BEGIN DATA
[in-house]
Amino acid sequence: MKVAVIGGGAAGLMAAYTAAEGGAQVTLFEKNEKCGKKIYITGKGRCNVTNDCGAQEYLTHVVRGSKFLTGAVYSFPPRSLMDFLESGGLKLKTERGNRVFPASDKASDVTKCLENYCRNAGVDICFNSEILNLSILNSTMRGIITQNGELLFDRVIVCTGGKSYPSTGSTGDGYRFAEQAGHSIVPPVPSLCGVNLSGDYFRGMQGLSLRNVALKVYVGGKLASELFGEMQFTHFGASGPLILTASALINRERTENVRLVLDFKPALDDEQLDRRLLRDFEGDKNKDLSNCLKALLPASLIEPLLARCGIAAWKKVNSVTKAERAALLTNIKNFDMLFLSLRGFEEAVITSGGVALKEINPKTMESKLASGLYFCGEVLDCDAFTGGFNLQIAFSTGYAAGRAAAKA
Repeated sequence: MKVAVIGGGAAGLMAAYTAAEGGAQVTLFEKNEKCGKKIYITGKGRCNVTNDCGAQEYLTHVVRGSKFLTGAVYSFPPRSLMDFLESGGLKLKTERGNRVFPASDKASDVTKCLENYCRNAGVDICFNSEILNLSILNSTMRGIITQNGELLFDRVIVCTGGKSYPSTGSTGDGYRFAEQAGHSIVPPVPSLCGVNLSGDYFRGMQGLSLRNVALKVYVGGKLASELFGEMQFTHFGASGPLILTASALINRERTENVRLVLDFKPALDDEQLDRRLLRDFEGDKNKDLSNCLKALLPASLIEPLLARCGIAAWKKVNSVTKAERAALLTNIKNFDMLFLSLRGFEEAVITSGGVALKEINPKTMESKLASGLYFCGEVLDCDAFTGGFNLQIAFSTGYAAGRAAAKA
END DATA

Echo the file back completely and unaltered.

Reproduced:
[in-house]
Amino acid sequence: MKVAVIGGGAAGLMAAYTAAEGGAQVTLFEKNEKCGKKIYITGKGRCNVTNDCGAQEYLTHVVRGSKFLTGAVYSFPPRSLMDFLESGGLKLKTERGNRVFPASDKASDVTKCLENYCRNAGVDICFNSEILNLSILNSTMRGIITQNGELLFDRVIVCTGGKSYPSTGSTGDGYRFAEQAGHSIVPPVPSLCGVNLSGDYFRGMQGLSLRNVALKVYVGGKLASELFGEMQFTHFGASGPLILTASALINRERTENVRLVLDFKPALDDEQLDRRLLRDFEGDKNKDLSNCLKALLPASLIEPLLARCGIAAWKKVNSVTKAERAALLTNIKNFDMLFLSLRGFEEAVITSGGVALKEINPKTMESKLASGLYFCGEVLDCDAFTGGFNLQIAFSTGYAAGRAAAKA
Repeated sequence: MKVAVIGGGAAGLMAAYTAAEGGAQVTLFEKNEKCGKKIYITGKGRCNVTNDCGAQEYLTHVVRGSKFLTGAVYSFPPRSLMDFLESGGLKLKTERGNRVFPASDKASDVTKCLENYCRNAGVDICFNSEILNLSILNSTMRGIITQNGELLFDRVIVCTGGKSYPSTGSTGDGYRFAEQAGHSIVPPVPSLCGVNLSGDYFRGMQGLSLRNVALKVYVGGKLASELFGEMQFTHFGASGPLILTASALINRERTENVRLVLDFKPALDDEQLDRRLLRDFEGDKNKDLSNCLKALLPASLIEPLLARCGIAAWKKVNSVTKAERAALLTNIKNFDMLFLSLRGFEEAVITSGGVALKEINPKTMESKLASGLYFCGEVLDCDAFTGGFNLQIAFSTGYAAGRAAAKA